Tort reform would bring much-needed jobs to state

Montana may be called the Treasure State, but its economy continues to struggle, with an unemployment rate of 7.1 percent. If lawmakers want to put people back to work, without costing taxpayers another penny for “stimulus,” they can enact desperately needed lawsuit reforms.

In the newly released U.S.TortLiabilityIndex:2010Report, Montana ranks a dismal 44th out of the 50 states in the quality of its civil-justice tort climate. The ranking is based on each state’s monetary tort losses, numbers of tort lawsuits and lawyers, number of huge jury awards, and presence of plaintiff-friendly “judicial hellholes.” The data were adjusted for the size of each state’s economy and population.

Montana was 46th in the previous 2008 edition, so it has shown almost no improvement. It has the sixth-highest monetary tort losses out of the 50 states, and it ranks 32nd in tort litigation risks. It has the 10th-largest tort caseload in the nation, clogging courthouses and costing taxpayers, who are stuck paying the court costs. The state Legislature has done little to fix the problem.

The Indexreveals that Montana’s tort rules on the books rank 34th in their ability to contain tort costs and risks. The state ranks 50th, dead last, in 14 of the 29 areas tracked. Montana emerges as a “sinner” state because of its weak tort rules in the face of high tort costs and litigation risks. In this state, businesses are easy targets for personal injury lawyers, costing jobs in the process.

When deciding where to start a business, expand operations, or relocate, entrepreneurs prefer states with balanced tort systems that discourage abusive lawsuits. In 2006, job growth was 57 percent greater in the 10 states with the best tort climates than in the 10 worst states. Business leaders are leery of Montana because of its sky-high tort costs and skewed courtrooms.

Fear of lawsuits also causes companies to withdraw or withhold beneficial products. Volkswagen planned to sell a 46- mpg three-wheel vehicle. This “green machine” would have cost only $17,000, but VW decided not to market it in the United States because of lawsuit fears.

Total direct tort costs were $255 billion in 2008. Abusive lawsuits cost every American a hidden “tort tax” of about $2,000 a year in higher prices and insurance premiums, fewer jobs and new products, lower wages and benefits for working people, reduced access to health care, and higher taxes to pay for court costs.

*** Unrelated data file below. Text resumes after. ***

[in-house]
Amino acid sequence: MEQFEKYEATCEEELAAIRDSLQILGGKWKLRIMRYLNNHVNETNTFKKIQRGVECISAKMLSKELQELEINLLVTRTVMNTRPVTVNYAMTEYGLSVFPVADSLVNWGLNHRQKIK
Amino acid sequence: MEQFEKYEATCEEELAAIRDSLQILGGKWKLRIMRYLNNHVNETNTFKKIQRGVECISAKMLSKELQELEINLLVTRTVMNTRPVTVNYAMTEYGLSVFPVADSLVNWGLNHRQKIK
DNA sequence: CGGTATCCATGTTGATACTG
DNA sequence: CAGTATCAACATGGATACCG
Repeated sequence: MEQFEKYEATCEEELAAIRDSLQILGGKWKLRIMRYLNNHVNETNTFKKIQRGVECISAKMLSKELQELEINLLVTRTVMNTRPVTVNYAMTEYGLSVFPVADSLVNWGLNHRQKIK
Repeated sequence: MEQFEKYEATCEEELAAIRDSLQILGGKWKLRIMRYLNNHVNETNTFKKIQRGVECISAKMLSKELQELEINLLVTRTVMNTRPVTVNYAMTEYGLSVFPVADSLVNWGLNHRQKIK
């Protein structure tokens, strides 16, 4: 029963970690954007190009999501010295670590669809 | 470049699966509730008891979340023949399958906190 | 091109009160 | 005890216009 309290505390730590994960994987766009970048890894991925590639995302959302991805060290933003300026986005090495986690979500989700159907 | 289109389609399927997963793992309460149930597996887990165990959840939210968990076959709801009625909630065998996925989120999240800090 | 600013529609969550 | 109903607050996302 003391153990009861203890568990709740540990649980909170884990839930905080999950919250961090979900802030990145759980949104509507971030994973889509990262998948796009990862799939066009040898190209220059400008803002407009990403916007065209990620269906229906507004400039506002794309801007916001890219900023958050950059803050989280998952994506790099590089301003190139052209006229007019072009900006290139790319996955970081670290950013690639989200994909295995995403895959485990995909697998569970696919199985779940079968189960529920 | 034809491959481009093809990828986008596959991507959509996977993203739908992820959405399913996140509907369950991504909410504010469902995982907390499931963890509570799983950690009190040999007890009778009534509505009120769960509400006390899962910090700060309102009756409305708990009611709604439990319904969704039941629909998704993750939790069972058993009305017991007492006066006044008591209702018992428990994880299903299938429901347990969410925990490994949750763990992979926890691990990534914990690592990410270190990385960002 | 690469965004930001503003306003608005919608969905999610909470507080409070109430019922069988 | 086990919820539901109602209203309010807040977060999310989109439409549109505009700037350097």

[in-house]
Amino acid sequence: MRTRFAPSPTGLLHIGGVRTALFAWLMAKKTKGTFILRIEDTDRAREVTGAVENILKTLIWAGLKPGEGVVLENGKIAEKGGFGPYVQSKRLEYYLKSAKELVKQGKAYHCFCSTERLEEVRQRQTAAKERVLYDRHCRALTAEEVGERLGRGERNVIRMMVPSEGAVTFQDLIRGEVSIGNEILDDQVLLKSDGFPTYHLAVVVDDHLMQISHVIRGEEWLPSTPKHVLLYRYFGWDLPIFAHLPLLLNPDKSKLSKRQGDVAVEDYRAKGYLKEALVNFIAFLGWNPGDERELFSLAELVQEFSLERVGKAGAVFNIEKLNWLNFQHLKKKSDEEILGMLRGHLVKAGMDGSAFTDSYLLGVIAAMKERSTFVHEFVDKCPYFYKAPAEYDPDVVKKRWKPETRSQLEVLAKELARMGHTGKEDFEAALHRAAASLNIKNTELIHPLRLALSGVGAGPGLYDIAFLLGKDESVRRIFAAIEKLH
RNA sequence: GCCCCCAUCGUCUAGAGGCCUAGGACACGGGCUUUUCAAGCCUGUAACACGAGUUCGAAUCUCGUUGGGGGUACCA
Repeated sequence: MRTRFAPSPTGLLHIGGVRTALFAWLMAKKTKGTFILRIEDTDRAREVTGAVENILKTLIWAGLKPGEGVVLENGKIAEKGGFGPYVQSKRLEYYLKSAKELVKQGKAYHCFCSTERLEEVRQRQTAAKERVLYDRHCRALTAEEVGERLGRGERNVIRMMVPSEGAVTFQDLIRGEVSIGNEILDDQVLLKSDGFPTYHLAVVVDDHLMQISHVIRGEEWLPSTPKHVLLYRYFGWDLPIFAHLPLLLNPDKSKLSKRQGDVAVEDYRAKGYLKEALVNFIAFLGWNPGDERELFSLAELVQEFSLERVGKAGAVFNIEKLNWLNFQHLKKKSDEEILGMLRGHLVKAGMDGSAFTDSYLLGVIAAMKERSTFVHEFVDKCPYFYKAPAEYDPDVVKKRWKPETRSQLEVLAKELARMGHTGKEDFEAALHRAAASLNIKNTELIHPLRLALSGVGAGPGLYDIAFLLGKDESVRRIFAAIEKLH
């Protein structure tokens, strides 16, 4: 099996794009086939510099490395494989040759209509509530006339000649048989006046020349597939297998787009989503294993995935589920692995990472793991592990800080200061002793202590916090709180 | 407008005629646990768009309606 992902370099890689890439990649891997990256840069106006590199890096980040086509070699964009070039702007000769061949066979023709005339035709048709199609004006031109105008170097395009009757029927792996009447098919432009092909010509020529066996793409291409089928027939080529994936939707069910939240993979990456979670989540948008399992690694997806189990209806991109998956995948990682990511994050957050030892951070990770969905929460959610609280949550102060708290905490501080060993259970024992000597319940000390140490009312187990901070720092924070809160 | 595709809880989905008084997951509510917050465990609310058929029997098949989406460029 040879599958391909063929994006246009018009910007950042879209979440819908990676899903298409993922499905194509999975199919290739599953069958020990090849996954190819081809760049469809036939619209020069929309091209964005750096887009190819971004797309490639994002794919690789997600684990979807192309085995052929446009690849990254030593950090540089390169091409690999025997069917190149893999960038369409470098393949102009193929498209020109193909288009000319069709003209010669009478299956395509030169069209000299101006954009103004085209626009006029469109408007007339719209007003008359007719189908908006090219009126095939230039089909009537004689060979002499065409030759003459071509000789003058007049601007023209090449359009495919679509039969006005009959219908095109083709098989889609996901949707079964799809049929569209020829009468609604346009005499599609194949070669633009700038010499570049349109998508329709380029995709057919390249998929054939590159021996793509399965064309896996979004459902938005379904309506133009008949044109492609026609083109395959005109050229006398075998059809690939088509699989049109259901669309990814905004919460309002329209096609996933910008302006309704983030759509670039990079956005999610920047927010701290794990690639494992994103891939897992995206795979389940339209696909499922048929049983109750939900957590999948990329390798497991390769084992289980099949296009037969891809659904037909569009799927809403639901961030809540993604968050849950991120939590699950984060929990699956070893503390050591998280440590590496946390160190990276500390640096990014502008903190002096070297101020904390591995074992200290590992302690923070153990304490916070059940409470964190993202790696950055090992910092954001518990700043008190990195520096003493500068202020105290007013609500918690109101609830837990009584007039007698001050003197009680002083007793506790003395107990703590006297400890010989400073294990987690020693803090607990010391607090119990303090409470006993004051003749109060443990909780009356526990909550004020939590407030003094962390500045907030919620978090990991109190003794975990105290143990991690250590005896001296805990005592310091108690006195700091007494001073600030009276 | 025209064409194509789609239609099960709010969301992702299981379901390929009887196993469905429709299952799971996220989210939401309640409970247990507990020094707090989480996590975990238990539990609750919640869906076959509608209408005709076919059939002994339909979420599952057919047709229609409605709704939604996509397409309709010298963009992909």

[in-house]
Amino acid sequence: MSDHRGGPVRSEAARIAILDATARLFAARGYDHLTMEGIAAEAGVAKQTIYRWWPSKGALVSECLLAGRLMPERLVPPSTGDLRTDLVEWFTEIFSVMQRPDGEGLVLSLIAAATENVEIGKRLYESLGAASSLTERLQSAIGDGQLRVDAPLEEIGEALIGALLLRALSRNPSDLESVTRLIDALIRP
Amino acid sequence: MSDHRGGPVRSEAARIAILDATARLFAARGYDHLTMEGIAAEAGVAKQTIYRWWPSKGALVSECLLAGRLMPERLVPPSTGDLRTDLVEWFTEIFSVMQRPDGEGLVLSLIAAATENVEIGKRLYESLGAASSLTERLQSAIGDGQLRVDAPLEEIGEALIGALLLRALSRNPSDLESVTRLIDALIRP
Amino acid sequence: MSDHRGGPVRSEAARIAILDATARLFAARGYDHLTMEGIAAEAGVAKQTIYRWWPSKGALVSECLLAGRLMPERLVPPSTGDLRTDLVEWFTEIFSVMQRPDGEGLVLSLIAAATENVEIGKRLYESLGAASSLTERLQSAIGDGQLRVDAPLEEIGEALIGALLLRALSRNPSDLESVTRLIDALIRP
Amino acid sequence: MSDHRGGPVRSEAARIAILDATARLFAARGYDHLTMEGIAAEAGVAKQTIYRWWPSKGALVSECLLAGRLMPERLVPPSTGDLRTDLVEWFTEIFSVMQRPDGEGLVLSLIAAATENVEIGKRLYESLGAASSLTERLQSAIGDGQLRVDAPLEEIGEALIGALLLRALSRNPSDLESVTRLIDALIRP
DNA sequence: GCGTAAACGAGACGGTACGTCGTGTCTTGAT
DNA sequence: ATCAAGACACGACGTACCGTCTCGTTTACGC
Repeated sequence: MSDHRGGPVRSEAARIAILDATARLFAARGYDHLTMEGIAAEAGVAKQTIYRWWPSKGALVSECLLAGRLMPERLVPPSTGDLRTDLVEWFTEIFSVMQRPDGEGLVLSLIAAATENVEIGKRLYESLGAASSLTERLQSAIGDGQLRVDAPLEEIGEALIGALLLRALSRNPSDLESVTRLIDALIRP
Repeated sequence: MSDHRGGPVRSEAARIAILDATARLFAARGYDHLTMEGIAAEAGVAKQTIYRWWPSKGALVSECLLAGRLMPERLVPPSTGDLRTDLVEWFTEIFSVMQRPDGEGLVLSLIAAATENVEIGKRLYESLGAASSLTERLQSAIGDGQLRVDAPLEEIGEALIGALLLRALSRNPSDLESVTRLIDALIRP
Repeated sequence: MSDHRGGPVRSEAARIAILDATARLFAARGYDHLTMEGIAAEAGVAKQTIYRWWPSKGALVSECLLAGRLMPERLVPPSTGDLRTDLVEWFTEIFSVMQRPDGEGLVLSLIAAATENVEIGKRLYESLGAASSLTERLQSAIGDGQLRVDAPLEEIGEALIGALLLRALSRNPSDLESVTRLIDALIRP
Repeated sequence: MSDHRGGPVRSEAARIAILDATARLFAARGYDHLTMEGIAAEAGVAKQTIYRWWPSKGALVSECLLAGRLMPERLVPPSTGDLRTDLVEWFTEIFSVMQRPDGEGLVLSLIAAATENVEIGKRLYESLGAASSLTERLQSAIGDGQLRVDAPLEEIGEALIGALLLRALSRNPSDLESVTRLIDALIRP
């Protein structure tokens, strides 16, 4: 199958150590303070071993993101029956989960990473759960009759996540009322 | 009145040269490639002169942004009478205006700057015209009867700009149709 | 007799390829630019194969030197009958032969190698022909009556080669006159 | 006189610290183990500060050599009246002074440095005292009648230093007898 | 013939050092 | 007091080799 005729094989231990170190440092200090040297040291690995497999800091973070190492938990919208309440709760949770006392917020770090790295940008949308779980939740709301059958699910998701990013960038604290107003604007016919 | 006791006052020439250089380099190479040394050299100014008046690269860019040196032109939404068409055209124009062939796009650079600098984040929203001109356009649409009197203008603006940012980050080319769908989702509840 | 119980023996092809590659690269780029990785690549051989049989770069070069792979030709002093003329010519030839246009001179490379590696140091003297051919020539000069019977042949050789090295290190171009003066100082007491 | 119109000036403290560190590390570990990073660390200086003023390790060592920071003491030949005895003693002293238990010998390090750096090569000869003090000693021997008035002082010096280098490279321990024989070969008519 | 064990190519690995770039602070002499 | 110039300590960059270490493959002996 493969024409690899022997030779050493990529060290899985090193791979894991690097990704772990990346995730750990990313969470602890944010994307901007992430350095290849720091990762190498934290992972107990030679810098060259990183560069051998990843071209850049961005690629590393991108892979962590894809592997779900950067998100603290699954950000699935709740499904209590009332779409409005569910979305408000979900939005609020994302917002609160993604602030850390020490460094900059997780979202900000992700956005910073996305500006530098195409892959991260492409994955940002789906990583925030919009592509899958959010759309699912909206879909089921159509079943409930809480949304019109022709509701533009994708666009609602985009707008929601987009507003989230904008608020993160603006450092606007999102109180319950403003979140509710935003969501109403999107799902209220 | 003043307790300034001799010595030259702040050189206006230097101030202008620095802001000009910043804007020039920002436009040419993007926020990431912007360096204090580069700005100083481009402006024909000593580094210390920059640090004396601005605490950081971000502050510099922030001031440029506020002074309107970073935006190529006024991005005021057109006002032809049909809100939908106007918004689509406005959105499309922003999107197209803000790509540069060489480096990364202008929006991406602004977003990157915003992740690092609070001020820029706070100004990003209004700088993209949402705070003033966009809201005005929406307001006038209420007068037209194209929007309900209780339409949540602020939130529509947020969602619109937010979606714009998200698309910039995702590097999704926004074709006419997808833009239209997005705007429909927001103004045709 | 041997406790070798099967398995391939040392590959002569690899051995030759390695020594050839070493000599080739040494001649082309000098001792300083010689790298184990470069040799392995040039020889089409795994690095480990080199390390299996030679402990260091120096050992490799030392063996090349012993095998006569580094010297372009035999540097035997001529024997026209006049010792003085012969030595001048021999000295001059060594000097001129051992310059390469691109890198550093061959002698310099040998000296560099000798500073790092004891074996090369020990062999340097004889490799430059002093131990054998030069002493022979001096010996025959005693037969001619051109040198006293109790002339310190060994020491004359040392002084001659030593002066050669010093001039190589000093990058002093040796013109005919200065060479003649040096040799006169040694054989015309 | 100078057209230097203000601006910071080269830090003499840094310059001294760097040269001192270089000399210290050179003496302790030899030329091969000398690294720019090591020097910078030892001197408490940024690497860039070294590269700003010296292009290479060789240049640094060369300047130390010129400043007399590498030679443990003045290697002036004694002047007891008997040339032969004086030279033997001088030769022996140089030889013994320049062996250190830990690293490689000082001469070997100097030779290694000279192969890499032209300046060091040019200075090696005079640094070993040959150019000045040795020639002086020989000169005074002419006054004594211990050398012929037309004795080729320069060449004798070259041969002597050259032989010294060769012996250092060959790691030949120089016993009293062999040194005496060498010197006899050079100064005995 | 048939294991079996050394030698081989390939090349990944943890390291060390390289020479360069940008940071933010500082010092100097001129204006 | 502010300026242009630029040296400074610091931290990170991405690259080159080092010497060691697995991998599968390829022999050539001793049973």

And the current system is very inefficient at its intended purpose — less than 15 cents of every tort-cost dollar goes to compensate plaintiffs.

Montana’s lawmakers should get serious and enact meaningful lawsuit reforms, which would be the best jobs bill.

University of California-Berkeley economist Lisa Kimmel examined six common tort reforms adopted by states from 1970 to 1997 and found that instituting an additional tort reform increased total employment in a state by 1 percent. In other words, one tort reform in Montana would put more than 4,200 people back to work.

An uncompetitive legal climate has spurred some states, such as Oklahoma in 2009, to enact meaningful reforms. If Montana politicians are serious about jump-starting the economy, they should act to reduce the state’s massive tort burden.

Common sense reforms would bring needed jobs to the Treasure State.

Lawrence J. McQuillan is director of Business and Economic Studies at the California-based Pacific Research Institute. He is co-author with Hovannes Abramyan of the third edition of the U.S. Tort Liability Index, just released by PRI. Contact him at [email protected].

Nothing contained in this blog is to be construed as necessarily reflecting the views of the Pacific Research Institute or as an attempt to thwart or aid the passage of any legislation.

Scroll to Top